Program Brings More Men and Minorities to the Teaching Workforce, but Education Could Improve Management to Enhance Results

GAO-06-265: Published: Mar 1, 2006. Publicly Released: Mar 1, 2006.

Additional Materials:


Cornelia M. Ashby
(202) 512-6778


Office of Public Affairs
(202) 512-4800

With the 2002 enactment of the No Child Left Behind Act (NCLBA), GAO was mandated to review the Troops-to-Teachers program, which provides financial assistance and counseling to help military personnel obtain their teacher licenses, especially in priority subject areas, such as math and science, and find employment in high-need districts and schools, as well as public charter schools. The U.S. Department of Education oversees the program, which received nearly $15 million in fiscal year 2004. This report identifies (1) the number and characteristics of program participants and factors affecting participation; (2) the recruitment and retention of participants in high-need districts and priority subject areas; and (3) the steps Education has taken to facilitate program management.

The 3,875 troops who were documented as having been hired through the program between the enactment of NCLBA in 2002 and June 30, 2005--the close of the 2004-2005 school year--contributed to gender and racial diversity in the teaching workforce. Over 80 percent of Troops teachers are male and over 25 percent are African American--characteristics that differ from the new teacher population overall. However, participation has recently decreased and hiring has been geographically concentrated. The majority of the program's teachers hired from school years 2001-2002 through 2004-2005 were employed in seven states. Most teachers receiving financial assistance through the program between the enactment of NCLBA and June 30, 2005, were placed in districts designated as high-need on the basis of serving children who qualify for federal assistance. About 90 percent of these funded participants continued teaching in high-need districts during their second year, and over 75 percent of the original group taught in high-need districts for a third year. About one-third of Troops hired during this period reported teaching in the priority areas of math, science, special education, or vocational education. Education has taken some steps to improve program management, but has not effectively coordinated resources with another teacher recruitment program also targeting military personnel. While Education has developed a draft work plan for Troops-to-Teachers and improved the definition of a high-need district for eligibility purposes, it has not assessed the data it uses to make high-need school determinations. Further, it disbanded a teacher policy group that once provided a forum for department managers to discuss recruitment and retention initiatives.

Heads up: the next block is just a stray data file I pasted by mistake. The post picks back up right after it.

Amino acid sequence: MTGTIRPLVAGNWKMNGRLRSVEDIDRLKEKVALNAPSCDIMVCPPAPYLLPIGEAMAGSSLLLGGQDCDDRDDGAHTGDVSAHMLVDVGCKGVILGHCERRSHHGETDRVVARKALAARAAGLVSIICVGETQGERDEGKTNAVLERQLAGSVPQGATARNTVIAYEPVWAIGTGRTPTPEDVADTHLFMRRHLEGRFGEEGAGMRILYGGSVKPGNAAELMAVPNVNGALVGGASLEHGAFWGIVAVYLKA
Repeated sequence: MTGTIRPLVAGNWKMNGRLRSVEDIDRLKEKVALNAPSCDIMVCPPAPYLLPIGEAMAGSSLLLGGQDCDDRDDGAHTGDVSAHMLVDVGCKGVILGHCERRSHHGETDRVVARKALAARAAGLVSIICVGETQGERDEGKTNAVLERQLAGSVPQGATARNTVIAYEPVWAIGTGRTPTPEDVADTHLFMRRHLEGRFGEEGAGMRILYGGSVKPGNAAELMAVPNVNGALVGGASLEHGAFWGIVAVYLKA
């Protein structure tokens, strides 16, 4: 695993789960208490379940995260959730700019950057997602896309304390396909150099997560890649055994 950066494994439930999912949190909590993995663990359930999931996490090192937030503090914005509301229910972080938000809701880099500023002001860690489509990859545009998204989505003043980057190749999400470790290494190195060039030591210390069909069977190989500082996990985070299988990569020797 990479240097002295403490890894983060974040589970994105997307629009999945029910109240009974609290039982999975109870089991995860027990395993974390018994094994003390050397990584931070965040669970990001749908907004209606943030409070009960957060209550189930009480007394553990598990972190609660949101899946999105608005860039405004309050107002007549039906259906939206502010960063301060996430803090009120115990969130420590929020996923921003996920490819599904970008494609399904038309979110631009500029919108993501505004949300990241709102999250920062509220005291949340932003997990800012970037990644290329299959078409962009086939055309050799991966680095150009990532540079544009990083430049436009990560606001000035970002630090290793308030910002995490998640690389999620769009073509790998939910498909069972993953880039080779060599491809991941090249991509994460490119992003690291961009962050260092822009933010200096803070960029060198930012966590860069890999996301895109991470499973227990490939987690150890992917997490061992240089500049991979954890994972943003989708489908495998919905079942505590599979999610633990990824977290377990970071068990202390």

Recommendations for Executive Action

  1. Status: Closed - Implemented